A multi-colored (red, pink, purple, yellow, orange, and blue) illustration of people with various disabilities.
How supporting individuals & families can foster independence
by Rich Paul

The value of homecare services today can be witnessed across a wide array of people and their unique care needs, ranging from seniors aging at home, expecting moms and busy families, individuals with chronic health conditions and those with disabilities. Let’s explore the opportunities for homecare to serve those individuals living with various disabilities.

The word “disability” means having difficulties due to physical, mental or sensory issues. It can make things harder and affect how people do things and interact with the world. As defined by the Centers for Disease Control and Prevention (CDC), disability is “any condition of the body or mind (impairment) that makes it more difficult for the person with the condition to do certain activities (activity limitation) and interact with the world around them (participation restrictions).”

According to the CDC, there are 61 million adults (at least 1 in 4) in the United States living with a disability, which includes the loss of limbs, stroke, paralysis, learning difficulties such as Down syndrome and neurological conditions like multiple sclerosis and motor neuron disease. Supporting individuals who are living with disabilities—and their care needs—through homecare services can help individuals thrive in the setting that’s most often preferred, their home.

Disabilities are often grouped into different types based on how they affect people. Sometimes, a person can have more than one type of disability at a time. Even if two people have the same disability, it is common for them to need different things and have different experiences.

The most common groupings of disabilities include:

  • Physical disability
  • Developmental disability
  • Intellectual disability
  • Sensory disability
  • Mental health disability
Designing Homecare for the Needs of the Disabled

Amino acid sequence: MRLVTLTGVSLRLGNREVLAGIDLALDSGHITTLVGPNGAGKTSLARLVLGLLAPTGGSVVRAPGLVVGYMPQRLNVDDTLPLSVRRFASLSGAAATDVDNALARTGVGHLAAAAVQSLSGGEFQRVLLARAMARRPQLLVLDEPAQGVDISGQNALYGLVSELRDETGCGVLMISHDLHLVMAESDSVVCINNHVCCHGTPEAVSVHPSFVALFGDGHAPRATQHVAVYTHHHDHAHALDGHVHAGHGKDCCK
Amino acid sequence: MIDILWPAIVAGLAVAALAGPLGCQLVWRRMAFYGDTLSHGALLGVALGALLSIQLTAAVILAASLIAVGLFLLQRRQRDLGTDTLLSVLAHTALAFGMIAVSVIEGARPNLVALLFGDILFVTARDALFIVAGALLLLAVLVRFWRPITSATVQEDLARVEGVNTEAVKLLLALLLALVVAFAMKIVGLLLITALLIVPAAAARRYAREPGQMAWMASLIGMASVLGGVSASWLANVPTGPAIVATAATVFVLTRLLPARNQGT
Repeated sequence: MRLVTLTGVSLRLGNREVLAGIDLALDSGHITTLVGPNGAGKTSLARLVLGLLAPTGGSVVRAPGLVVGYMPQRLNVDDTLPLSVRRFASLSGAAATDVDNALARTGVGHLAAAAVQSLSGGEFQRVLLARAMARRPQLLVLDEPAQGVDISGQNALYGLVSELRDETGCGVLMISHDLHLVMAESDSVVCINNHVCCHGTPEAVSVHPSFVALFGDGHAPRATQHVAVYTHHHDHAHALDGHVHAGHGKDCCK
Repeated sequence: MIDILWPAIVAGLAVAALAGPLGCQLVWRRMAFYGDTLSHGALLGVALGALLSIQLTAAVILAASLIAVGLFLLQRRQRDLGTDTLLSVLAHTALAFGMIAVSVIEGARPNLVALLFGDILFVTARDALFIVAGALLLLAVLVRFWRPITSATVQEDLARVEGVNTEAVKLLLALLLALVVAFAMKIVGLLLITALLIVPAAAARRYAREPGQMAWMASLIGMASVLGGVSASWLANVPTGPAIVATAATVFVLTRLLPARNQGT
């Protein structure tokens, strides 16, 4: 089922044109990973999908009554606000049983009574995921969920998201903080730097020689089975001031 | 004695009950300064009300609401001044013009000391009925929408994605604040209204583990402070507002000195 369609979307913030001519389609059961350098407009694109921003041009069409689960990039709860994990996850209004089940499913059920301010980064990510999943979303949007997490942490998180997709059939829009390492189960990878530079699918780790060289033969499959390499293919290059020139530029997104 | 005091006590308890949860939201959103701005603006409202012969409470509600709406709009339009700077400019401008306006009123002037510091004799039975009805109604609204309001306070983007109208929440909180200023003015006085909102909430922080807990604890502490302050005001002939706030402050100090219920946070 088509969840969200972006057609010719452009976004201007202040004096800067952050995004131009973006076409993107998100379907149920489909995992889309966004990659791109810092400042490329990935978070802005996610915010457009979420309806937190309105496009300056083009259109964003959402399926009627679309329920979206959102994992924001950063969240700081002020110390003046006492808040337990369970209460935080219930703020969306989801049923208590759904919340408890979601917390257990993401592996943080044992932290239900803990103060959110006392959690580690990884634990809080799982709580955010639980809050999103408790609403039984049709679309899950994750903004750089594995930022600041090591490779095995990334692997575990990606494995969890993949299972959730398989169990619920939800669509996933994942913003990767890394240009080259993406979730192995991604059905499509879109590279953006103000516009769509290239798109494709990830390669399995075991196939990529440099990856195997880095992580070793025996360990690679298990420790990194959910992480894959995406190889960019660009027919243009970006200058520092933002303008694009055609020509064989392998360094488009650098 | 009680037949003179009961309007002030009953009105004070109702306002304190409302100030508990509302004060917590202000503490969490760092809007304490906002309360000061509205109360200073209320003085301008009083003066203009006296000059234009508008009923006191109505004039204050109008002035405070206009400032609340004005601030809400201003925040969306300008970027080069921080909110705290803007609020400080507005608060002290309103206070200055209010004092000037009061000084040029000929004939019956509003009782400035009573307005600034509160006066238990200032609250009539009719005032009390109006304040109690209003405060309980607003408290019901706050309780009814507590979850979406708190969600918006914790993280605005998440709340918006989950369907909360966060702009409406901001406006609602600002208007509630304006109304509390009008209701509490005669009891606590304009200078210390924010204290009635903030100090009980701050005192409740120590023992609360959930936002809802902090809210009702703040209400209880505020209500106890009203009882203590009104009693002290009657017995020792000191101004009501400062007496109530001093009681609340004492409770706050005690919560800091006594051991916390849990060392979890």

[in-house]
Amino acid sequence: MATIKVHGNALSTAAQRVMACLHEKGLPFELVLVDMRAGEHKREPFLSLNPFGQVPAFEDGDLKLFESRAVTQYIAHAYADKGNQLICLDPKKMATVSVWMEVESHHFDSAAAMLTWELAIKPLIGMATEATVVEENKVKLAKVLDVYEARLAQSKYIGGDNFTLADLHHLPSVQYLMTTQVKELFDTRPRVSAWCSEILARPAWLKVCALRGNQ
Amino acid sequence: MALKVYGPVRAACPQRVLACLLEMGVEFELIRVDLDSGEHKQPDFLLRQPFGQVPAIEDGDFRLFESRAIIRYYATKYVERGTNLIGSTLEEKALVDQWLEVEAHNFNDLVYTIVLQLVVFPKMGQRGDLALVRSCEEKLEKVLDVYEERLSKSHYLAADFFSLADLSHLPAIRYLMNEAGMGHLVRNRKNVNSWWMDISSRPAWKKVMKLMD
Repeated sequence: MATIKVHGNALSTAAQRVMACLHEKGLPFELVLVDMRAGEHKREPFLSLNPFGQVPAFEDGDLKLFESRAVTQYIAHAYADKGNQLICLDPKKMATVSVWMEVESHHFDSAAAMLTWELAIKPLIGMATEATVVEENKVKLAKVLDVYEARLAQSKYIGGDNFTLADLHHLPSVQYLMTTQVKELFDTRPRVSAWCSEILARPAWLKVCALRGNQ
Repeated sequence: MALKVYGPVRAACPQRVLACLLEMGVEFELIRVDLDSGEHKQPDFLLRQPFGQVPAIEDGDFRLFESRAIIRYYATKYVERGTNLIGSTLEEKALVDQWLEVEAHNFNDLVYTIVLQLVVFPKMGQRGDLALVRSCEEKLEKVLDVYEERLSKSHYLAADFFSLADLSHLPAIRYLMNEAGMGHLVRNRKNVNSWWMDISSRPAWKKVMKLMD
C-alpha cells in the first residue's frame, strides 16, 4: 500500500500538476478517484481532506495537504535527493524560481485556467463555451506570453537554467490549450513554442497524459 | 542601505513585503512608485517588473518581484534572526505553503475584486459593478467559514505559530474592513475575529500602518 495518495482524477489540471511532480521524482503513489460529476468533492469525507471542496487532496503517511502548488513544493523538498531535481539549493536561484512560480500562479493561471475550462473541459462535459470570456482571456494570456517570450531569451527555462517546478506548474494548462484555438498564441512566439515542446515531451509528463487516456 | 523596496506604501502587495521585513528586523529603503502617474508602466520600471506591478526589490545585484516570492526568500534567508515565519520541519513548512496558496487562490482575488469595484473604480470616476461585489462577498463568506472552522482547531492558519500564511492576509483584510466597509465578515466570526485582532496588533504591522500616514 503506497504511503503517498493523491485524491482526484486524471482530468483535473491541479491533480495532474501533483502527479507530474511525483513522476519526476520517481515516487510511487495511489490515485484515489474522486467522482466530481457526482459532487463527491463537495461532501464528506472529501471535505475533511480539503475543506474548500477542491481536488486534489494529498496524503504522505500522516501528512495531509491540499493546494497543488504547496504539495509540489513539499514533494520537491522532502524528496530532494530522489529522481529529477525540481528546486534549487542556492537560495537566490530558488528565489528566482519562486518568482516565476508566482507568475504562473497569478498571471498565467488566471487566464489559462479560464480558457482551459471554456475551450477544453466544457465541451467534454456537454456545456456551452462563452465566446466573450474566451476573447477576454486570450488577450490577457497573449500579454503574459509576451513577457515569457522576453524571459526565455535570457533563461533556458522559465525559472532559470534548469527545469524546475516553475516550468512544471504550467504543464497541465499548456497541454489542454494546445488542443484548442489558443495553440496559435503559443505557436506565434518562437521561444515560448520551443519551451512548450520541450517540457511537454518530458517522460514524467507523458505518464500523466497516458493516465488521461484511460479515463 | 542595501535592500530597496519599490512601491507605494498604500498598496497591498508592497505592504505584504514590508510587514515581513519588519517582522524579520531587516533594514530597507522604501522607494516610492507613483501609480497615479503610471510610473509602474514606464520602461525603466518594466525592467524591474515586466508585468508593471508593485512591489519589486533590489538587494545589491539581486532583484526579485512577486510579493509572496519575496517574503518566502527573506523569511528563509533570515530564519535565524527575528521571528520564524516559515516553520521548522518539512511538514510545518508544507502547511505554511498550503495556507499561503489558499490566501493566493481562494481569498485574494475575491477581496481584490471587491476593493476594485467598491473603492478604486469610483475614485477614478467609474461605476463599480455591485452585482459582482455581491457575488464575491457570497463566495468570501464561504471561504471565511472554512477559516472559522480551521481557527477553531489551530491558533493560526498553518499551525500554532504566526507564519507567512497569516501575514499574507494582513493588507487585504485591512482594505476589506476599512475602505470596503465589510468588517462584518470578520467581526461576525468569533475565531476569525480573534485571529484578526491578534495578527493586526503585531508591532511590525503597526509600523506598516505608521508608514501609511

Homecare services play an important role in supporting the independence and well-being of individuals living with different disabilities. Homecare services should focus on personalized support that is tailored to meet the unique needs and preferences of each individual.

Highly skilled caregivers can help with activities of daily living (ADLs) such as bathing, dressing, meal preparation and mobility. They can also help with independent activities of daily living (IADLs), which include such things as light housekeeping, incidental transportation, shopping and errands, meal preparation and medication reminders. By receiving help with these tasks, individuals with disabilities can maintain their dignity and independence within the comfort of their own homes. It is important however, not to assume what services or assistance someone with a disability needs, but rather, to ask and to be mindful that the care plan revolves around their specific requests and preferences for how they wish to receive care.

Homecare providers should also assess and implement important safety measures within the home environment. This may include:

  • For individuals with mobility or sensory impairments, ensuring a safe living space is essential to prevent accidents and injuries.
  • By addressing potential hazards and making the home environment more accessible, homecare can support the overall safety and well-being of individuals with disabilities.
  • In addition to safety measures, homecare services can offer a respite for families of individuals with disabilities.

Caring for an individual with a disability can be physically and emotionally demanding, and families may require occasional breaks to attend to their own needs and well-being. Respite care provides families with the assurance that their loved ones are in capable hands, allowing them to recharge and maintain their own health and well-being.